History of the NMRDG

1964 – 2012


Towards the end of the Second World War, in the UK and the USA, there was a surge of interest in spectroscopic techniques due to the advent of new electronic radiation sensors. As a result of a strong desire to share experiences, several independent spectroscopic discussion groups were formed in the UK, including the Infrared Discussion Group (IRDG) and the Photoelectric Spectrometry Group. However, these were confined to optical spectroscopy and dealt mainly with analytical applications. The British Radiofrequency Spectroscopy Group held its first meeting at Bangor in September 1956

The first paper from the UK on magnetic resonance was in Nature by Bernard Rollin from The Clarendon laboratory, Oxford University as early as 1946. Rex Richards has acknowledged the help that he received there, and recently recalled that he built his first NMR spectrometer in 1949 and published his first NMR-based paper in 1951. By the mid-1950's, Rex Richards at Oxford, Raymond Andrew at Bangor and John Smith at Leeds had built NMR spectrometers, whilst the first ESR spectrometers in the UK were built by E. E. Schneider at Durham and David Ingram at Southampton. Jack Powles had returned from the USA in 1954 to Newcastle-upon-Tyne, and there he built a wide line spectrometer .  He moved to Queen Mary College London in 1955 and later produced a series of important papers on the use of spin-echoes.  Subsequently, with his PhD student Peter Mansfield, a better spectrometer was constructed, and the details of this were published in 1963.

The first commercial NMR spectrometers came to Britain in 1957, these were three Varian 40 MHz instruments delivered to Norman Sheppard at Cambridge, Les Sutcliffe at Liverpool and to ICI Blackley (Manchester). Later, Rex Richards was involved in the development of a permanent-magnet Perkin-Elmer instrument. Mullard also made a number of prototype machines, one of which, operating at around 30 MHz for 1H observation, was delivered to Les Thomas at Birmingham University. AEI also produced NMR spectrometers providing systems sited at Aston University, the University of Durham and the University of East Anglia.  This latter spectrometer was a donation from Professor E.R.H. Jones of the Dyson Perrins Laboratory, Oxford University.  Ken Packer recalled that, although the electronics were basically sound in design, often it did not all work at the same time.  A Perkin-Elmer 40 MHz system was installed at UEA in 1964, having been transferred from the University of Cambridge where it had been commissioned and tested by Norman Sheppard and Eric Liddell in 1961. It was subsequently donated to the Science Museum in London. A 40 MHz Mullard was installed in Michael Dewar’s chemistry laboratory at QMC and operated by Tony Lucken (later Prof E.A.C. Lucken who later worked mainly on quadrupole resonance). It was inherited by Ed Randall when he arrived at QMC in 1961. Derry Jones reminded us that when he was at Leeds University, he discovered that Fairey Aviation also produced an NMR spectrometer operating at 19 Mc/s (MHz).  He obtained a quotation in March 1960 showing that it could be purchased, delivered and installed for £3520, but without a chart recorder.  The Fairey brochure quotes ‘This instrument has been designed to give a resolution of 1-2 parts in 10^7, sufficient to show most of the chemical shifts and spin splittings of high resolution N.M.R. spectroscopy. A feature of particular value to the analytical chemist is the unique continuous tuning system which allows different isotopes in the same sample to be studied without elaborate resetting procedures. Facilities are also provided for investigation of the solid state by wide line techniques and with suitable recording equipment quantitative determinations and analyses can also be carried out’.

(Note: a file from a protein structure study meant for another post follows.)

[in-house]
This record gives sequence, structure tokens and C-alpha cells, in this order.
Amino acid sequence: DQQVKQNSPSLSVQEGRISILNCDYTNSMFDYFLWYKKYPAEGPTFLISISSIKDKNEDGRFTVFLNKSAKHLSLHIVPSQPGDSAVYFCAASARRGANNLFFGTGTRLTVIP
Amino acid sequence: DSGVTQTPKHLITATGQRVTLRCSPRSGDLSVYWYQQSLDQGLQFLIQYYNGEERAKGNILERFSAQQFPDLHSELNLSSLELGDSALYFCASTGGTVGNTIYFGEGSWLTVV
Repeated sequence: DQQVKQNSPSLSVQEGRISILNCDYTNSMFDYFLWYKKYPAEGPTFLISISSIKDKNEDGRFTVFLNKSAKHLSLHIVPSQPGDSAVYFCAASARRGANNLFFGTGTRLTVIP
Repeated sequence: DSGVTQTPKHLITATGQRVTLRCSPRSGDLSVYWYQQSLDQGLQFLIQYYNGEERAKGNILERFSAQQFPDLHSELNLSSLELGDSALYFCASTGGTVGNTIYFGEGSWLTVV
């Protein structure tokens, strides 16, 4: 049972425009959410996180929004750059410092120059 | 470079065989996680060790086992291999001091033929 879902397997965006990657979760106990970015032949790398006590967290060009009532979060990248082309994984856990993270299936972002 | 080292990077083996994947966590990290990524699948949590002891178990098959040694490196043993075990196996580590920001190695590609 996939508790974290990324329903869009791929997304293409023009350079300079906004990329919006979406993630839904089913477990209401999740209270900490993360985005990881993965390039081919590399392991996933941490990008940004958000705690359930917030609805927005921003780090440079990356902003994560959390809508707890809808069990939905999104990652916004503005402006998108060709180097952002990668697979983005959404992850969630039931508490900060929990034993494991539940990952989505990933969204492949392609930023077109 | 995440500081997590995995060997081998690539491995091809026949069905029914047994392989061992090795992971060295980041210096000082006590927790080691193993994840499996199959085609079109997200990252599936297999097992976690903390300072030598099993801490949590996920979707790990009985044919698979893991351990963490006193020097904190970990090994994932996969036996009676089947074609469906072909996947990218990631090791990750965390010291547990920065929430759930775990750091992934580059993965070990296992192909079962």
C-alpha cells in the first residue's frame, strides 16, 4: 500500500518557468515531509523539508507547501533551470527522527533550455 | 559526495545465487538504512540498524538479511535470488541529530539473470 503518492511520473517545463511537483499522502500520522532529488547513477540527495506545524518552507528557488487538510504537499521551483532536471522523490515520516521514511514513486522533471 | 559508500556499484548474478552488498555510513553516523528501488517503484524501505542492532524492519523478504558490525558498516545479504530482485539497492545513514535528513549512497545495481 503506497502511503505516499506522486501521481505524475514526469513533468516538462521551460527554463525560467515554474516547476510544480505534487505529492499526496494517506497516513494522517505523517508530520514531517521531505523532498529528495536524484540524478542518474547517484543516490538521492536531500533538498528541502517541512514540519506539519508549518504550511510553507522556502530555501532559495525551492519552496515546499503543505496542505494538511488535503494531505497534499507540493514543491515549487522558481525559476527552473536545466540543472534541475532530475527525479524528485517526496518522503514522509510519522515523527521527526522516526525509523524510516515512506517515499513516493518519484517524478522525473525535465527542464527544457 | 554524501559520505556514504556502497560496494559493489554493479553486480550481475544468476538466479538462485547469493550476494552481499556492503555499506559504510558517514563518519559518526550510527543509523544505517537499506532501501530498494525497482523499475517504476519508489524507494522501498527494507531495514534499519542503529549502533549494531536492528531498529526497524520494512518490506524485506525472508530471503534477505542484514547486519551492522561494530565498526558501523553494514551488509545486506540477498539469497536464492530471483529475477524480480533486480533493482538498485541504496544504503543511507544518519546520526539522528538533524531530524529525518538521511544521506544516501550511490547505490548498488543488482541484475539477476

Incidentally, commercial ESR spectrometers did not arrive in the UK until 1960 and the ESR Group was formed only in 1965 and was affiliated to the then Chemical Society (now the Royal Society of Chemistry).


Early days of NMR in the UK